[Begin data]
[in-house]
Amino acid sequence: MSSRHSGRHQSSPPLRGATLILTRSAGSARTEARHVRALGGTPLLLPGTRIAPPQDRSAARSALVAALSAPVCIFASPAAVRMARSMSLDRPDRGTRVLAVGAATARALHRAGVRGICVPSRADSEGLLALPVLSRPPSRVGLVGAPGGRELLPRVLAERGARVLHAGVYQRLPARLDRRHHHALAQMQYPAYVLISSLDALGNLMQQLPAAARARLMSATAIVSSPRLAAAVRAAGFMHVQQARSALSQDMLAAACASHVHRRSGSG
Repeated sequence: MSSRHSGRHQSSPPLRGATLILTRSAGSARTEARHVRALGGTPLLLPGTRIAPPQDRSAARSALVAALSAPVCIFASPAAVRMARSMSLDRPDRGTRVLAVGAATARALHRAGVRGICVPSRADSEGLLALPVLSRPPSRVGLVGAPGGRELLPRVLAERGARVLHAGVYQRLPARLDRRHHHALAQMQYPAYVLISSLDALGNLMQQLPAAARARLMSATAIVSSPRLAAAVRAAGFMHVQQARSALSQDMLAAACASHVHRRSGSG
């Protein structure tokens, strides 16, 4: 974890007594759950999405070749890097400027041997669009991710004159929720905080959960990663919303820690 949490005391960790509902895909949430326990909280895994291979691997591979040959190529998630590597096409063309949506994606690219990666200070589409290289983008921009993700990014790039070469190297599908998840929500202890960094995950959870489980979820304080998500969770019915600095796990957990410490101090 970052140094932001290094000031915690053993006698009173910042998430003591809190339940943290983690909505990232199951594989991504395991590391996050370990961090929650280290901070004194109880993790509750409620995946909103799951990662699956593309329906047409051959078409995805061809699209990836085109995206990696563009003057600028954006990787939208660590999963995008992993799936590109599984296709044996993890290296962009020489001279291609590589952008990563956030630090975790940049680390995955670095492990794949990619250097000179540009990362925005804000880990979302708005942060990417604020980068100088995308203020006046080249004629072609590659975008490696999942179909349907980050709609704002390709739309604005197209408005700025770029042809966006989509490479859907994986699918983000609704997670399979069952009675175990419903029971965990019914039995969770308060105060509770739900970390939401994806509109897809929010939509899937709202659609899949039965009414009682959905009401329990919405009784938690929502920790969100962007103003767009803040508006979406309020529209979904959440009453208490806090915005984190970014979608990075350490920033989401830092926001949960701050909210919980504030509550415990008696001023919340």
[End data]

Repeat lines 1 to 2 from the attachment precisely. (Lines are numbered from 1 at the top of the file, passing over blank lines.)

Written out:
[in-house]
Amino acid sequence: MSSRHSGRHQSSPPLRGATLILTRSAGSARTEARHVRALGGTPLLLPGTRIAPPQDRSAARSALVAALSAPVCIFASPAAVRMARSMSLDRPDRGTRVLAVGAATARALHRAGVRGICVPSRADSEGLLALPVLSRPPSRVGLVGAPGGRELLPRVLAERGARVLHAGVYQRLPARLDRRHHHALAQMQYPAYVLISSLDALGNLMQQLPAAARARLMSATAIVSSPRLAAAVRAAGFMHVQQARSALSQDMLAAACASHVHRRSGSG